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28 September 202310 minute read

UN Climate Summit: What to watch for in Dubai

The 28th Conference of the Parties of the United Nations Framework Convention on Climate Change, or COP28, may be remembered as a turning point in the emerging low-carbon economy.

The presidency of COP28 will be held by the United Arab Emirates. Multiple work streams initiated by the Paris Agreement are expected to culminate at the conference, which will take place in Dubai in November and December.

The conclusion of the first Global Stocktake, or GST, to assess countries' collective progress under the Paris Agreement, coupled with bold action on climate finance, could be a strong signal to financial markets that emission restrictions are a reliable part of the regulatory landscape.

Building those expectations into domestic laws and business practices will be especially intense from a regulatory perspective, given integrity concerns and the implications for greenwashing.

Additionally, COP28 is expected to deliver progress on the global carbon market under Article 6 of the Paris Agreement and the nascent fund for addressing the impacts of loss and damage associated with climate change in developing countries.

And, as always, a key challenge will be achieving these outcomes in a way that promotes sustainable development without perpetuating historical inequities.

Here's what to watch for when negotiators convene in Dubai later this year.

Global Stocktake

At COP28, the international community will make a formal assessment of its work to date under the Paris Agreement. Under Article 14 of the Paris Agreement, the 195 parties to the agreement pledged to conduct the GST every five years, beginning in 2023, as part of the agreement's ratcheting "ambition cycle."

The outcome of this first iteration will serve both as a progress report and a work plan. The success of the Paris Agreement, in the eyes of many, depends largely upon the effectiveness of this inaugural assessment.

The first GST has the potential to guide governments, industry leaders, advocacy groups, and other stakeholders to chart the path toward 2030 climate goals, and commit to ambitious action to prevent the worst impacts of climate change.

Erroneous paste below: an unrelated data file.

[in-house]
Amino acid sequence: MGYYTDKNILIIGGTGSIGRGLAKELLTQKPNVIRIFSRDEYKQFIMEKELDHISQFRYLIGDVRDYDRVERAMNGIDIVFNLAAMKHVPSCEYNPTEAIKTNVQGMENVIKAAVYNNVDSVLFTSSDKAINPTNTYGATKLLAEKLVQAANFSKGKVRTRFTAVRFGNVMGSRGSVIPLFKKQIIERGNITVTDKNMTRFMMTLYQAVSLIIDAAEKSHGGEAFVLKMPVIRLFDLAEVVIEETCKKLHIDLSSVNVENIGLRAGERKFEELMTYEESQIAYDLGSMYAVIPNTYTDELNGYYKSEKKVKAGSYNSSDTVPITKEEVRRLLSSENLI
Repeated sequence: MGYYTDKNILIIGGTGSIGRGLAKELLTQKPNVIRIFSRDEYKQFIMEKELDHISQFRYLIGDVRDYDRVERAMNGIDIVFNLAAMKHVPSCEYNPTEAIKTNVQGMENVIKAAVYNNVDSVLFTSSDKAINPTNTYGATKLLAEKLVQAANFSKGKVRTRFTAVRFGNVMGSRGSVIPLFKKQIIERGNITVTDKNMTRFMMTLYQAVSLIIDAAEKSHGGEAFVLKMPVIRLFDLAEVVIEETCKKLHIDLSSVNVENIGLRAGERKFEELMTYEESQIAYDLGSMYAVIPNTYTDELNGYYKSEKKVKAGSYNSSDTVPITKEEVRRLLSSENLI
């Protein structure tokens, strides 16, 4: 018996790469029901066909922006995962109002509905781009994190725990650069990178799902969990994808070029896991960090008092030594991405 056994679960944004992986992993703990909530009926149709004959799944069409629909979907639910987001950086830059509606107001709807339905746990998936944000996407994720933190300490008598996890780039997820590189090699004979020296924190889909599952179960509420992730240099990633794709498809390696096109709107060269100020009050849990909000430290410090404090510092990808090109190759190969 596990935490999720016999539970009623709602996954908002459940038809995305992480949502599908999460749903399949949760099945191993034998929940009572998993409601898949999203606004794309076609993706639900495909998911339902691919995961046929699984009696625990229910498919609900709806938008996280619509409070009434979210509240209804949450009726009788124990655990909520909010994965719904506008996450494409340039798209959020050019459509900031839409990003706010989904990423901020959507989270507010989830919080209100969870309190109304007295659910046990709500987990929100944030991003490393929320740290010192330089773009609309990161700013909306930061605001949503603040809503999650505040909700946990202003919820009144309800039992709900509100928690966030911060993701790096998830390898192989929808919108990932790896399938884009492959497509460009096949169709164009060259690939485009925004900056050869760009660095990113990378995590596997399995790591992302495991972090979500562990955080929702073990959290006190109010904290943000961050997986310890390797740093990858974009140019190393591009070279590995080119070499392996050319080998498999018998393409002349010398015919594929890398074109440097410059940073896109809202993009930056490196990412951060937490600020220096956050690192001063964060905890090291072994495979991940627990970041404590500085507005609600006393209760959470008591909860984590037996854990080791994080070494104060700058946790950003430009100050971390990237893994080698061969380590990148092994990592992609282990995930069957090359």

The GST has three components: (1) information gathering and preparation; (2) a technical assessment, which was conducted through a series of multilateral dialogues on solutions and barriers that concluded in June; and (3) consideration of the outputs, which is now underway and will culminate at COP28.

The GST considers mitigation measures, including emissions reductions, adaptation measures to support ecosystems and communities, and international collaboration efforts, and is meant to guide the parties as they update their national climate policies. This first GST will likely reflect that countries' actions and commitments to date are insufficient to achieve the agreement's long-term goals, and that additional actions are needed to limit global warming to 1.5 degrees Celsius above preindustrial levels.

Indeed, in its Synthesis Report, issued in March, the UN's Intergovernmental Panel on Climate Change crystallized both the urgency and attainability of actions and policies that will preserve a safe and sustainable future for all. As regional and global temperatures continue to set record highs, many stakeholders hope this COP28 work stream will provide a road map for course correction.

Countries are set to revise their nationally determined contributions – which represent each party's commitment to steer its climate policy and finance toward the goals of the Paris Agreement – by 2025. The outcome of the GST will inform these revisions.

Governments are also expected to announce new national, bilateral, and multilateral emissions reduction policies at COP28 in response to the outcome of the GST. Those commitments will signal to the private sector the extent to which international markets and the global economy will integrate low- and zero-emissions policies for the next several years.

Global Carbon Credit Market